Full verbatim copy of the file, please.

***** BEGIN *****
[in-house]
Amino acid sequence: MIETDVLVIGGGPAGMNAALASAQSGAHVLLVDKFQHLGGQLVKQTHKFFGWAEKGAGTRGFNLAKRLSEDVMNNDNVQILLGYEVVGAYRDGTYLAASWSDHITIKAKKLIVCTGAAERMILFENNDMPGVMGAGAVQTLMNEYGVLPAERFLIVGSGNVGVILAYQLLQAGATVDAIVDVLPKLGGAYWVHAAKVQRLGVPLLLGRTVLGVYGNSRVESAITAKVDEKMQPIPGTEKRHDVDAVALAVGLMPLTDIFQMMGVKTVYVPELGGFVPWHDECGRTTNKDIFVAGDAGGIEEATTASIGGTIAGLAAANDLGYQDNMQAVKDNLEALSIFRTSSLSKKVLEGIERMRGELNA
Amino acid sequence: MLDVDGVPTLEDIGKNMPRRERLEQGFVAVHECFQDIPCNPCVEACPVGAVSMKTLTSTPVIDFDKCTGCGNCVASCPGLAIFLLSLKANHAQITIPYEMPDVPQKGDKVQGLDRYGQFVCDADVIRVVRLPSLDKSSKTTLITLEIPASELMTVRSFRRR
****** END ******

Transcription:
[in-house]
Amino acid sequence: MIETDVLVIGGGPAGMNAALASAQSGAHVLLVDKFQHLGGQLVKQTHKFFGWAEKGAGTRGFNLAKRLSEDVMNNDNVQILLGYEVVGAYRDGTYLAASWSDHITIKAKKLIVCTGAAERMILFENNDMPGVMGAGAVQTLMNEYGVLPAERFLIVGSGNVGVILAYQLLQAGATVDAIVDVLPKLGGAYWVHAAKVQRLGVPLLLGRTVLGVYGNSRVESAITAKVDEKMQPIPGTEKRHDVDAVALAVGLMPLTDIFQMMGVKTVYVPELGGFVPWHDECGRTTNKDIFVAGDAGGIEEATTASIGGTIAGLAAANDLGYQDNMQAVKDNLEALSIFRTSSLSKKVLEGIERMRGELNA
Amino acid sequence: MLDVDGVPTLEDIGKNMPRRERLEQGFVAVHECFQDIPCNPCVEACPVGAVSMKTLTSTPVIDFDKCTGCGNCVASCPGLAIFLLSLKANHAQITIPYEMPDVPQKGDKVQGLDRYGQFVCDADVIRVVRLPSLDKSSKTTLITLEIPASELMTVRSFRRR